BRIEF SYNOPSIS: In 2025, Robert Gu, poet extra-ordinaire, is cured of Alzheimer’s, but at the cost of his talent. While trying to cope with a high-tech future he doesn’t remember living to, he becomes embroiled in a plot to perfect a ‘biological’ super weapon.
PROS: Interesting future, cool technology
CONS: Somewhat Byzantine plot, fairly flat characters
BOTTOM LINE: A SF thriller that does a good job of creating a believable, high tech future.
In 2025, the world is a fractured place, seemingly waiting for the next terrorist threat to arise. As a result, the world’s intelligence agencies have banded together to watch and protect against the next big threat. At a soccer match, a seemingly innocuous advertisement induces thousands of people to immediately purchase the product advertised. After analysis, it is determined that someone is working on a YGBM (You-Gotta-Believe-Me) weapon, in other words, a mind control weapon. In an effort to stop the perpetrators, the agencies track the threat to a lab at The University Of California-San Diego and enlist the aid of enigmatic hacker ‘Rabbit’.
Meanwhile, Robert Gu, due to modern medical techniques, has been cured of Alzheimer’s Disease. Realizing that he is hopelessly lost in the modern world, he enrolls in education classes at Fairmont High to try to integrate into the new world. While there, he encounters a cabal of UCSD faculty trying to protect the library from the destructive digitizing process being contemplated. He, and his cohorts, also become unwitting pawns in Rabbit’s attempt to crack into the UCSD labs.
What Vinge has done well here is the depiction of future society and the technology employed by its citizens. Much of the computing power available is contained in the clothes people wear, including contacts that contain miniature displays. This allows for the very cool use of ‘augmented’, or overlay, realities. If you want, you can tap into any of the user created overlay realities and see that super-imposed on top of the real reality. One of the augmented realities is created by Terry Pratchett fans and London has been turned into a virtual Ank-Morpork. Very cool, especially considering there are thousands to choose from. Additionally, realities can compete in the arena of public favor, with the winner becoming the default virtual reality for a given location. Of course, learning to use the technology to access all this comes with a steep learning curve, hence Gu’s attendance at Fairmont High. This, for me, was the best part of the book. The tech and how its used in various situations felt right, even if the UI seemed to be cumbersome and unwieldy (each person’s UI is different, and relies on custom created finger movements and body gestures). The future world also felt believable, but at the extreme end. But then again, given the pace of technological advance, its hard to imagine what the world will look like in twenty years. Still, it felt real enough for the story.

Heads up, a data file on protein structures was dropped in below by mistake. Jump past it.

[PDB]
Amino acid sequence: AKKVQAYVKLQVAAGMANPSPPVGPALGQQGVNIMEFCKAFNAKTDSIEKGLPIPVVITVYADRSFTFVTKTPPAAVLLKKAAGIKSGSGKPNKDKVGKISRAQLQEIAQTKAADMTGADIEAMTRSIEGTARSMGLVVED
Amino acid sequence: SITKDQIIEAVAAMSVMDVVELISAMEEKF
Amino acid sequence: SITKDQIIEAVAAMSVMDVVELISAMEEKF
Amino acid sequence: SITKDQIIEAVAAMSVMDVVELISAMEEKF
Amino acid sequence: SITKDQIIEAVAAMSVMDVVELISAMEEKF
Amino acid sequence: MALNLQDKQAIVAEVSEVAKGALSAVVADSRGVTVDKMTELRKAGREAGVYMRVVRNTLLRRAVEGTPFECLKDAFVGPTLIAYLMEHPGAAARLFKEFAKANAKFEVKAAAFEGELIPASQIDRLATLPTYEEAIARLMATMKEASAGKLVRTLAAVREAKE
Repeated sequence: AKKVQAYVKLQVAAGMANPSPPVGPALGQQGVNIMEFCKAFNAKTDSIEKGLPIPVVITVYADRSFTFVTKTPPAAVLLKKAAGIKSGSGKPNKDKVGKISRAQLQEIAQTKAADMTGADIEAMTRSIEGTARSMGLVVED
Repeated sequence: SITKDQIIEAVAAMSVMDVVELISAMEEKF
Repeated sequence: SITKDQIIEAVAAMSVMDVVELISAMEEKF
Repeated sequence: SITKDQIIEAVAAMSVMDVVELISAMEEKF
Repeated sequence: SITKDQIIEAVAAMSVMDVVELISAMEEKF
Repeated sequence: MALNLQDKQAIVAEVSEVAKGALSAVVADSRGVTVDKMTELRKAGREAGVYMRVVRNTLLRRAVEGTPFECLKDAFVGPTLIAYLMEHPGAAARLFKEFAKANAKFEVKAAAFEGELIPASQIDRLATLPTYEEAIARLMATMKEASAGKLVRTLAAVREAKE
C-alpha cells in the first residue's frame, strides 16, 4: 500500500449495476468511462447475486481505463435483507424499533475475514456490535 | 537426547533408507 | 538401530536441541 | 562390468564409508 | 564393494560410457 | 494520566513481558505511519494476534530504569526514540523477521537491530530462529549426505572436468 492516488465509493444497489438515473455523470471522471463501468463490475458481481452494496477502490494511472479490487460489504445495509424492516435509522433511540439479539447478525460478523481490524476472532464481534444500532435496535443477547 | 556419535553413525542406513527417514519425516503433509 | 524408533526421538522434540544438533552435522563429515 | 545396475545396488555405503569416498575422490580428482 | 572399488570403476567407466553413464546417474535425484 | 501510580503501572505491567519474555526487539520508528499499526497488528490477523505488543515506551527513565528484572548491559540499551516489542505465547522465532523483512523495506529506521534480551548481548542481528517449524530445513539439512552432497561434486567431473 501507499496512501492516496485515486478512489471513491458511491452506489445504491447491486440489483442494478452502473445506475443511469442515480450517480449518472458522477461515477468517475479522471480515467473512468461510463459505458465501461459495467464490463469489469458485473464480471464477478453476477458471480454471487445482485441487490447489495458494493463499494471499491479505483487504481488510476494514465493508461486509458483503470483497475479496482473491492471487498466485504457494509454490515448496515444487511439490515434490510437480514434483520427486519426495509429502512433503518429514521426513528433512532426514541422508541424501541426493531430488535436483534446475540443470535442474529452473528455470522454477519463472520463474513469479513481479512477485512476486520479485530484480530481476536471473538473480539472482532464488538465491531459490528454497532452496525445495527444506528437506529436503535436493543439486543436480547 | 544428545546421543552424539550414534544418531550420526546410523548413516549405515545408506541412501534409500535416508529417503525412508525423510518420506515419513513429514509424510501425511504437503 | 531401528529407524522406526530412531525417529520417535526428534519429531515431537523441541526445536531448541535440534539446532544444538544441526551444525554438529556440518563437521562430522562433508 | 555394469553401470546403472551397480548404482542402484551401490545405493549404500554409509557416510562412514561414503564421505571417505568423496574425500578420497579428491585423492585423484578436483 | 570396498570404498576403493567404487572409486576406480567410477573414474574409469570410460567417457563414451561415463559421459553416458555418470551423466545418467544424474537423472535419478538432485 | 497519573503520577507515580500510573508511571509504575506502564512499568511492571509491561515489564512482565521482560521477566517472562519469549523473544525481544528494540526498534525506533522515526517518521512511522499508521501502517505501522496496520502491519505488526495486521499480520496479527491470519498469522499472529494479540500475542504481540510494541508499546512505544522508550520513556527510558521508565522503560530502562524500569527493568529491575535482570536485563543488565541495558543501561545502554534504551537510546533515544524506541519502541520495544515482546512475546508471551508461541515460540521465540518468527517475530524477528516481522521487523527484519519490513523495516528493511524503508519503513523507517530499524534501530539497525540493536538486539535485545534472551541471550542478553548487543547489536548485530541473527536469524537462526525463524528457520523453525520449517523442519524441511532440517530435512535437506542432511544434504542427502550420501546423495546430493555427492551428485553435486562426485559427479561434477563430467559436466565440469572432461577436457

For me, the plot itself was rather difficult to follow what exactly was going on on, and why. True, the person behind the YGBM program is revealed early on, which I found a surprising story choice, but his machinations to remain undiscovered bordered on Byzantine. Also, the entity known as Rabbit is never revealed. We don’t know if it is a person or an AI. In fact, there seems to be a lack of AIs in general in this future Earth. The path that brings Robert Gu into Rabbit’s use is a bit convoluted, even if it does have cool aspects, such as the destructive digitizing process the Geissel Library is undergoing. Think of the Google library project writ large, with the books being destroyed in the process of being recorded. Rabbit uses the protest against this process as cover for his infiltration of the UCSD labs.
Additionally, Robert Gu, at the beginning, is not a sympathetic character. He is used to being smarter than most people, and his ego reflects this. Unfortunately for him, he realizes his poetic ability seems to have been a casualty of his cure, and he seems to mellow quite a bit. However, Rabbit uses the promise of regaining his muse as the carrot to get Gu to work for him. This is pretty much the extent of the character growth in the book. All the other characters are what they are, regardless of the events that happen to them. I also found the ending to be a tad abrupt, but I’ve since learned that there is a sequel planned. This may explain the sense of disconnect I felt throughout the book, as things just didn’t seem to resolve right.
Maybe, after being impressed quite a bit with A Fire Upon The Deep and A Deepness In The Sky, I was expecting to be blown away and I wasn’t and I can’t quite put my finger on why. Rainbows End is still a very good book to read, it just seemed to lack something the others had, whatever that may be, possibly being a victim of my own expectations. Still, Vinge has done a great job of extrapolating current tech into a believable and technologically cool, future Earth.